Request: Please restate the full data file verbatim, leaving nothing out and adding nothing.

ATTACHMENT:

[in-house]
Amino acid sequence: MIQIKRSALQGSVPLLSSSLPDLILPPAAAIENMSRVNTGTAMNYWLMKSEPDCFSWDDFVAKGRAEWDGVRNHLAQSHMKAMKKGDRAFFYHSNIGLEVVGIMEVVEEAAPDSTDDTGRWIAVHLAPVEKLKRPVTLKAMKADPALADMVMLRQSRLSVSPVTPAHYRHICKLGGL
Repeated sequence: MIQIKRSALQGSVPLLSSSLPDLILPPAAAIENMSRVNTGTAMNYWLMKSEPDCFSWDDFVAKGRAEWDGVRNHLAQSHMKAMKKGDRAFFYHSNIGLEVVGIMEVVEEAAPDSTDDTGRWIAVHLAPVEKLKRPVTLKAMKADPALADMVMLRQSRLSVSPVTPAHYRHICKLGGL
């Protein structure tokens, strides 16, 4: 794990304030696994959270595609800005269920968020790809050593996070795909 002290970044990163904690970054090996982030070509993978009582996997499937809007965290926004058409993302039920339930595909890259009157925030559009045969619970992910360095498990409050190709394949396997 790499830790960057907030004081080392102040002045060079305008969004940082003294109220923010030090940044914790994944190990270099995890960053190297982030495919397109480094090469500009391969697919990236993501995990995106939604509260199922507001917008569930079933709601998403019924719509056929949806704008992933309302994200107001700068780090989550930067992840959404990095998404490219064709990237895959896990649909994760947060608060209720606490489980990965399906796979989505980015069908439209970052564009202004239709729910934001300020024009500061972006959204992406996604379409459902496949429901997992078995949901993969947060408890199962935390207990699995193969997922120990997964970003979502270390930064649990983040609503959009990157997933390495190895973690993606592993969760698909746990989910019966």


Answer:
[in-house]
Amino acid sequence: MIQIKRSALQGSVPLLSSSLPDLILPPAAAIENMSRVNTGTAMNYWLMKSEPDCFSWDDFVAKGRAEWDGVRNHLAQSHMKAMKKGDRAFFYHSNIGLEVVGIMEVVEEAAPDSTDDTGRWIAVHLAPVEKLKRPVTLKAMKADPALADMVMLRQSRLSVSPVTPAHYRHICKLGGL
Repeated sequence: MIQIKRSALQGSVPLLSSSLPDLILPPAAAIENMSRVNTGTAMNYWLMKSEPDCFSWDDFVAKGRAEWDGVRNHLAQSHMKAMKKGDRAFFYHSNIGLEVVGIMEVVEEAAPDSTDDTGRWIAVHLAPVEKLKRPVTLKAMKADPALADMVMLRQSRLSVSPVTPAHYRHICKLGGL
């Protein structure tokens, strides 16, 4: 794990304030696994959270595609800005269920968020790809050593996070795909 002290970044990163904690970054090996982030070509993978009582996997499937809007965290926004058409993302039920339930595909890259009157925030559009045969619970992910360095498990409050190709394949396997 790499830790960057907030004081080392102040002045060079305008969004940082003294109220923010030090940044914790994944190990270099995890960053190297982030495919397109480094090469500009391969697919990236993501995990995106939604509260199922507001917008569930079933709601998403019924719509056929949806704008992933309302994200107001700068780090989550930067992840959404990095998404490219064709990237895959896990649909994760947060608060209720606490489980990965399906796979989505980015069908439209970052564009202004239709729910934001300020024009500061972006959204992406996604379409459902496949429901997992078995949901993969947060408890199962935390207990699995193969997922120990997964970003979502270390930064649990983040609503959009990157997933390495190895973690993606592993969760698909746990989910019966």